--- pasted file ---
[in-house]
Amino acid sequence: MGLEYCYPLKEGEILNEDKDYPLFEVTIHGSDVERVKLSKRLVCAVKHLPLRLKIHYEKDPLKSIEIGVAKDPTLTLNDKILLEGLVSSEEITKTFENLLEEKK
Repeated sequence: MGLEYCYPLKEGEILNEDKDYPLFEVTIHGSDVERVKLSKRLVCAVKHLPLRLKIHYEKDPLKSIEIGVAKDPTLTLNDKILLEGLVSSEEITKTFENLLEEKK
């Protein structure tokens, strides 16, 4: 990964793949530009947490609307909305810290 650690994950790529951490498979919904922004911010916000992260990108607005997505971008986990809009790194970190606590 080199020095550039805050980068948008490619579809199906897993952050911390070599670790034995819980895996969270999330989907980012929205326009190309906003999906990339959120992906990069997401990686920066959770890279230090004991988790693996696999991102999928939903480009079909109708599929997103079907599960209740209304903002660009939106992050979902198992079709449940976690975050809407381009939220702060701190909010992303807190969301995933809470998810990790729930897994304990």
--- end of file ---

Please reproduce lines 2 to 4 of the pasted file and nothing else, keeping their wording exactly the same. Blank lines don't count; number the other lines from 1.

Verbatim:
Amino acid sequence: MGLEYCYPLKEGEILNEDKDYPLFEVTIHGSDVERVKLSKRLVCAVKHLPLRLKIHYEKDPLKSIEIGVAKDPTLTLNDKILLEGLVSSEEITKTFENLLEEKK
Repeated sequence: MGLEYCYPLKEGEILNEDKDYPLFEVTIHGSDVERVKLSKRLVCAVKHLPLRLKIHYEKDPLKSIEIGVAKDPTLTLNDKILLEGLVSSEEITKTFENLLEEKK
């Protein structure tokens, strides 16, 4: 990964793949530009947490609307909305810290 650690994950790529951490498979919904922004911010916000992260990108607005997505971008986990809009790194970190606590 080199020095550039805050980068948008490619579809199906897993952050911390070599670790034995819980895996969270999330989907980012929205326009190309906003999906990339959120992906990069997401990686920066959770890279230090004991988790693996696999991102999928939903480009079909109708599929997103079907599960209740209304903002660009939106992050979902198992079709449940976690975050809407381009939220702060701190909010992303807190969301995933809470998810990790729930897994304990």